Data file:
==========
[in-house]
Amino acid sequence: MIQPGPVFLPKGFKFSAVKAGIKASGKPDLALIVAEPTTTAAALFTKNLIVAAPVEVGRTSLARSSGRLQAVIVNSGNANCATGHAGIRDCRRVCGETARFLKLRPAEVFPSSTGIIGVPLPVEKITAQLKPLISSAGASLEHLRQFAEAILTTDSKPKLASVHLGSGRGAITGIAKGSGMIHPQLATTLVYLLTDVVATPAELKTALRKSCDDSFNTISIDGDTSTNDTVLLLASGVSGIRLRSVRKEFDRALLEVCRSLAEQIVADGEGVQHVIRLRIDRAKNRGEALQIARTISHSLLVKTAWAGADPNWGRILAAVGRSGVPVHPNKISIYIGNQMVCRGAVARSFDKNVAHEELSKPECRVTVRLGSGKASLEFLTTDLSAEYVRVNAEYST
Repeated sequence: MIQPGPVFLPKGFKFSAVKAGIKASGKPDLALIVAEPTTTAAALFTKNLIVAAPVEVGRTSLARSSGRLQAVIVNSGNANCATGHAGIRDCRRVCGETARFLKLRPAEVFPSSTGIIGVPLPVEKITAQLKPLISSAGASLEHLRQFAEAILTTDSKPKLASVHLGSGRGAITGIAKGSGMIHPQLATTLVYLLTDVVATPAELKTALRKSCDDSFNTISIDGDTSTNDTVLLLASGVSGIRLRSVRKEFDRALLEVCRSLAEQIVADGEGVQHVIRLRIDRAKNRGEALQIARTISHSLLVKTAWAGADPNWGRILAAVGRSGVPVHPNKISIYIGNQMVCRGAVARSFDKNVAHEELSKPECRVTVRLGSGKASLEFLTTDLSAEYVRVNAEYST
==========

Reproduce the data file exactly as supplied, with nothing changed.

[in-house]
Amino acid sequence: MIQPGPVFLPKGFKFSAVKAGIKASGKPDLALIVAEPTTTAAALFTKNLIVAAPVEVGRTSLARSSGRLQAVIVNSGNANCATGHAGIRDCRRVCGETARFLKLRPAEVFPSSTGIIGVPLPVEKITAQLKPLISSAGASLEHLRQFAEAILTTDSKPKLASVHLGSGRGAITGIAKGSGMIHPQLATTLVYLLTDVVATPAELKTALRKSCDDSFNTISIDGDTSTNDTVLLLASGVSGIRLRSVRKEFDRALLEVCRSLAEQIVADGEGVQHVIRLRIDRAKNRGEALQIARTISHSLLVKTAWAGADPNWGRILAAVGRSGVPVHPNKISIYIGNQMVCRGAVARSFDKNVAHEELSKPECRVTVRLGSGKASLEFLTTDLSAEYVRVNAEYST
Repeated sequence: MIQPGPVFLPKGFKFSAVKAGIKASGKPDLALIVAEPTTTAAALFTKNLIVAAPVEVGRTSLARSSGRLQAVIVNSGNANCATGHAGIRDCRRVCGETARFLKLRPAEVFPSSTGIIGVPLPVEKITAQLKPLISSAGASLEHLRQFAEAILTTDSKPKLASVHLGSGRGAITGIAKGSGMIHPQLATTLVYLLTDVVATPAELKTALRKSCDDSFNTISIDGDTSTNDTVLLLASGVSGIRLRSVRKEFDRALLEVCRSLAEQIVADGEGVQHVIRLRIDRAKNRGEALQIARTISHSLLVKTAWAGADPNWGRILAAVGRSGVPVHPNKISIYIGNQMVCRGAVARSFDKNVAHEELSKPECRVTVRLGSGKASLEFLTTDLSAEYVRVNAEYST